Seat belt use among teenagers in two Israeli family practices

Barry Knishkowy, Rosa Gofin

Research output: Contribution to journalArticlepeer-review

3 Scopus citations


Motor vehicle accidents are the leading cause of deaths among Israeli teenagers. Despite the efficacy seat belt use in reducing mortality, and legislation requiring seat belt use in all car positions, a large proportion of Israeli adolescents do not consistently use seat belts. Differential data regarding front and rear seat belt use in this population are not available. The objective of this study was to determine the rates of front and rear seat belt use among a sample of Israeli teenagers in the primary care setting. Seventy-eight teenagers attending preventive adolescent health visits in two Israeli family practice clinics completed questionnaires that included questions regarding seat belt use. Structured counseling by the family nurse was provided following completion of the questionnaire. Sixty-four percent of the teenagers reported using front seat belts all of the time, while only 8% used rear seat belts all of the time. Infrequent or non-use of rear seat belts was more prevalent among 10th than among 7th graders. It is concluded that public health strategies in addition to legislation are needed to optimize seat belt use among Israeli teenagers. Health education regarding seat belt use - with an emphasis on rear seat belts - can and should be incorporated into adolescent preventive health visits in the primary care setting.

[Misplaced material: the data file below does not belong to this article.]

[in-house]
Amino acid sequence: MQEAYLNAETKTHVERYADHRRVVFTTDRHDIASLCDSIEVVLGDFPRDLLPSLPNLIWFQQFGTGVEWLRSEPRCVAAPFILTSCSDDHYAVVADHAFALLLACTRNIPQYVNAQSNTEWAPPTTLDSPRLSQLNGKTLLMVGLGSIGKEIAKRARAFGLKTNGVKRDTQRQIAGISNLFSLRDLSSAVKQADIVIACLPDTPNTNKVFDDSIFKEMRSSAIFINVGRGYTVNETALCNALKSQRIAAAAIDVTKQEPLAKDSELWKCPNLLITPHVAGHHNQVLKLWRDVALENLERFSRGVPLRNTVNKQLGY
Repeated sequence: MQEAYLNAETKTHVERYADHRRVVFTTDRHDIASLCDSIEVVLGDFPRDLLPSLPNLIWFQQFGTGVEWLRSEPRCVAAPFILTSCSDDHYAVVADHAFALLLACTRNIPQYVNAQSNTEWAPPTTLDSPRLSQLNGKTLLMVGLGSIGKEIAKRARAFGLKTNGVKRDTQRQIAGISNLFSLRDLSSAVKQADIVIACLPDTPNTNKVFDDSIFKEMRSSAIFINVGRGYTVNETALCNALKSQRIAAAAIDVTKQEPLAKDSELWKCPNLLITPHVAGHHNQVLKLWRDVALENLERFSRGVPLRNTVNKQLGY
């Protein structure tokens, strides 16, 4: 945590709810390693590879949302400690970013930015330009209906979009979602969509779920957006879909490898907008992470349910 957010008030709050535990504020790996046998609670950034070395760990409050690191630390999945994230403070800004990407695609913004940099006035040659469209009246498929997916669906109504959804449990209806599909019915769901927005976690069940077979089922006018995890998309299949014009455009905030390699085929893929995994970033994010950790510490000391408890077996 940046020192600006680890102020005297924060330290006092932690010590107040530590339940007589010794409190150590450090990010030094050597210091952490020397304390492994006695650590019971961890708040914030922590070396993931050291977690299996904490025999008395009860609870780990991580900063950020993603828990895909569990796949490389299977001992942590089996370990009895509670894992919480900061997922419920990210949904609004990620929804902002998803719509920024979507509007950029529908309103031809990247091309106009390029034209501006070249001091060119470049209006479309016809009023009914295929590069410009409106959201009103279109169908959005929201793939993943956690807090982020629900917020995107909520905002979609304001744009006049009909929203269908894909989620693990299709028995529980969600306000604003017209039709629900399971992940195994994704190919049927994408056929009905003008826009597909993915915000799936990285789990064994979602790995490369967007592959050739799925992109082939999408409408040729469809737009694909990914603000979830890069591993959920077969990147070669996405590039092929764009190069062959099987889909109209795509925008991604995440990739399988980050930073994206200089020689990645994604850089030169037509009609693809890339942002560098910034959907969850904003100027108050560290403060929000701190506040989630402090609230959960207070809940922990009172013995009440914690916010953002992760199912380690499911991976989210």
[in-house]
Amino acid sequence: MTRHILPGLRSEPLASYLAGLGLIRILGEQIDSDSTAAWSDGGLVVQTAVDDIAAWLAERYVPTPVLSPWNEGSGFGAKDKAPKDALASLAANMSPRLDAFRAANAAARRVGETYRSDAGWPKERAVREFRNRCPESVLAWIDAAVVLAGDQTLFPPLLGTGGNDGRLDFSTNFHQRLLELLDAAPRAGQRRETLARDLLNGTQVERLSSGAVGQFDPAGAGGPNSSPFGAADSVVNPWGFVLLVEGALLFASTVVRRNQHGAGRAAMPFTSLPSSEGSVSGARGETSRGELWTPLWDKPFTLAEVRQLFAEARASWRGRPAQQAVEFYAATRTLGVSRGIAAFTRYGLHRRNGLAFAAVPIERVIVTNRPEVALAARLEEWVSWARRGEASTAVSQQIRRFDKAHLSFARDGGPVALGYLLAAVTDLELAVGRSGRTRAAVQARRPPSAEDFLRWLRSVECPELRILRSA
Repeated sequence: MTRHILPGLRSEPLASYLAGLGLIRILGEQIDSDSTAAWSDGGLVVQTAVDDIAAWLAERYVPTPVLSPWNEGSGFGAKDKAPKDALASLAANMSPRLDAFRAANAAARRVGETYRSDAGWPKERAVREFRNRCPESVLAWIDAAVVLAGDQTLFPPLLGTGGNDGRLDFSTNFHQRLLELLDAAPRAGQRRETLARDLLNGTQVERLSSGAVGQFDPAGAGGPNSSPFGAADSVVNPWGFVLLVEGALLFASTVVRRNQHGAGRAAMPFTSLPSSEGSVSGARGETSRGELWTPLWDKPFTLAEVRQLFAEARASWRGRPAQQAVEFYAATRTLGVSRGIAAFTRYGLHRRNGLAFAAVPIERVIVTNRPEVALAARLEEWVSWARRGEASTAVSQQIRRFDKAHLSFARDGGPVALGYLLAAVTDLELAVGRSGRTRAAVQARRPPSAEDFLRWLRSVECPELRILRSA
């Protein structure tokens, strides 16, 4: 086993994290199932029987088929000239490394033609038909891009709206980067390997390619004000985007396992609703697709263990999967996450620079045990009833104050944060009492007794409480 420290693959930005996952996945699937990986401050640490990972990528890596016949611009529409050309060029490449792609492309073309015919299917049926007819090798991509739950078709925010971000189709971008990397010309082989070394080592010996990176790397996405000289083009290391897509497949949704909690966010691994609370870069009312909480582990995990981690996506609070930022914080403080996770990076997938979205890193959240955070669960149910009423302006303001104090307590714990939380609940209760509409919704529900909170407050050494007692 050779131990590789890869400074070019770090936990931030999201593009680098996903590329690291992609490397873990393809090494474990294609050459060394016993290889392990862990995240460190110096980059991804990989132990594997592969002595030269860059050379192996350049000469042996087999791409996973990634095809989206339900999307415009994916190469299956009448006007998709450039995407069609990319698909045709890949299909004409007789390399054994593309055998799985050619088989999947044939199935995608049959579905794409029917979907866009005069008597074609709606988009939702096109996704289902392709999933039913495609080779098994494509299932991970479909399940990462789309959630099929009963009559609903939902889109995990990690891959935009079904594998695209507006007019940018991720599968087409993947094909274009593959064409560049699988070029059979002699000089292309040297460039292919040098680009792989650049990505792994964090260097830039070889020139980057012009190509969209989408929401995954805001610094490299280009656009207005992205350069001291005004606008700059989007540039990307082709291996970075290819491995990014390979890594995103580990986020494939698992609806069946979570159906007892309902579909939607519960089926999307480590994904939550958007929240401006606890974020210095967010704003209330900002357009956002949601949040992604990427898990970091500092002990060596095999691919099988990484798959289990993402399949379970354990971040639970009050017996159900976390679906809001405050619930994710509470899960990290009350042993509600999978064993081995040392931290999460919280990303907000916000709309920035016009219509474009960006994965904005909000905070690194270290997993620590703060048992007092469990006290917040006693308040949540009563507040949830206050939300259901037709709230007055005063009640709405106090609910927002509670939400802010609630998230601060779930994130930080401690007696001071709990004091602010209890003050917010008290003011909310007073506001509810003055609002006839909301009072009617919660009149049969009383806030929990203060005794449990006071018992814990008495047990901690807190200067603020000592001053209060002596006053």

Original languageEnglish (US)
Pages (from-to)51-54
Number of pages4
JournalInternational Journal of Adolescent Medicine and Health
Issue number1
StatePublished - 2002


  • Adolescents
  • Family practice
  • Israel
  • Prevention
  • Seat belts

ASJC Scopus subject areas

  • Pediatrics, Perinatology, and Child Health
  • Public Health, Environmental and Occupational Health


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